“Pop-pop?” She uses her childhood nicknamefor him. “I know you never wanted this. I’m sorry. I should have listened.”


Her tears wet his skin, roll into the crevices of hands that could braid hair or hang a tire swing with equal finesse.


“I found my old fishing pole in the garage. You taught me how to bait my own hook, and how to stun the fish we caught. I hope… I hope there’s fishing in heaven.”


She knows he can’t hear her words. She understands that there’s no longer any THERE, there.


But she keeps on talking.


The attendant returns with the doctor in tow.


“It’s time,” she tells the woman in a lab coat over a blue suit. “Let him go.”


It’s a solemn moment and yet it’s also mundane. The doctor flips a switch.


Silence falls.

Win or Luge

28 Plays Later
Challenge #8
Let’s be all sporty.

Find your inspiration from a sportical event, or from the culture of sportiality or from observing sportition.
Don’t sport with people’s feelings though, but do feel free to sport at sportspeople who sport their sports-gear.


Win or Luge





ANNOUNCER (V/O): Now making his second run on this, the first day of the luge event here at the Olympic Sliding Center is Alejandro ‘Sasha’ Nowatovski. His time on his first run was an extremely competitive 0.81.09 seconds, but as you know, in single-slide luge, each competitor takes four runs and we total the times of all four.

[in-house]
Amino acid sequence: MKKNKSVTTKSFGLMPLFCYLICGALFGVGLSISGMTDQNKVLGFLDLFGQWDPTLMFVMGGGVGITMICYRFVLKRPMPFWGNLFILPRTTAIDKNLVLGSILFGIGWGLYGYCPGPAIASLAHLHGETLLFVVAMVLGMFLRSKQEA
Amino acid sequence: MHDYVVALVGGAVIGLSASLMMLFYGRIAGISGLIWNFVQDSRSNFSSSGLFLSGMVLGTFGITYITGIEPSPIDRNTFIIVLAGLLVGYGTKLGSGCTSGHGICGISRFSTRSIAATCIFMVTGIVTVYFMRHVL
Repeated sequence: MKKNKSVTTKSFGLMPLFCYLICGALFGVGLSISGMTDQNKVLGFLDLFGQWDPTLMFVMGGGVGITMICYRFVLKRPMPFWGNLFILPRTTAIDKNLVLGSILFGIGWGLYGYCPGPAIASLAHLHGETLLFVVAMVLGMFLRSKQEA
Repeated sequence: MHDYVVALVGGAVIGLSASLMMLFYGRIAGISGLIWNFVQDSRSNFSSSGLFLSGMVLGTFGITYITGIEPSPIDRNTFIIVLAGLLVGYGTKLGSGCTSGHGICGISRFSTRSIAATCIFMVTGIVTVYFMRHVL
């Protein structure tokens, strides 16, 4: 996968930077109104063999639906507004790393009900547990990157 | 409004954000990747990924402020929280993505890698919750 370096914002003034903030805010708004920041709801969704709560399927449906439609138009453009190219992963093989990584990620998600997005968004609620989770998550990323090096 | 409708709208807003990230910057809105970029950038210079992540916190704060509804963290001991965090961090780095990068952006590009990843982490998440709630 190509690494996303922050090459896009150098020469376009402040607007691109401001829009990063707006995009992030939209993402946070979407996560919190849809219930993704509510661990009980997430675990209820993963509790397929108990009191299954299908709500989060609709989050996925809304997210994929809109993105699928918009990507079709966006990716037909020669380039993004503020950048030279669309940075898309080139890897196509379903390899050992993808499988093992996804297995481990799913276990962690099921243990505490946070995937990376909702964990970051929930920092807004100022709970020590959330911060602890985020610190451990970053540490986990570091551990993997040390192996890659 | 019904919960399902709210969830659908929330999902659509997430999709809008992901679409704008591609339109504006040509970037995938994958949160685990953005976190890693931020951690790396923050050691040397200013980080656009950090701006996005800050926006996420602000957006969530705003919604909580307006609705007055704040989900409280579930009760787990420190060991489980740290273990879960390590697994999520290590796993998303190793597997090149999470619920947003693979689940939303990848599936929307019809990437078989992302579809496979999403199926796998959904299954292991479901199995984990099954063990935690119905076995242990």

There is a single beep and then SASHA primes his run. Pushing back and forward.

There are three beeps and he pushes off.

The lights begin to dim as soon as he’s offstage. There’s the sound of a crash, and a scream, and then a crowd screaming.

ANNOUNCER (V/O) (alarmed):  Nowatovski has lost control of his sled. He’s jumped the track. Medics are on scene… We’re returning you to studio…



To read the entire play, follow the link below:

2018-08 Win or Luge

Scenes from a Marriage

28 Plays Later – Challenge #7

OK, so we focus way too much and worry about writing good stuff… how about writing some shite?
Like, proper total crap. (not literally! You know who you are!)
Not as easy as it sounds.
Just have no filters.
Let yourselves go

I didn’t like the “write shite” part of this challenge, but I really responded to the “let yourself go” part. Every year, I do 100 Days of Notecards, where I write a scene or sentence or snippet of dialogue on a 3×5 post-it and stick it on my fridge. To create this play, I pulled a bunch of those notecards (8 I think?) off the fridge and tried to put them in some semblance of order, but without any real connection.


Copyright: <a href='https://www.123rf.com/profile_bialasiewicz'>bialasiewicz / 123RF Stock Photo</a>

Scenes from a Marriage




TIME:  24 years ago

PLACE:  MOM’s kitchen.

LIGHTS UP on WOMAN and MOM at the dining room table. They’re each drinking coffee, and sharing a single slice of cheesecake.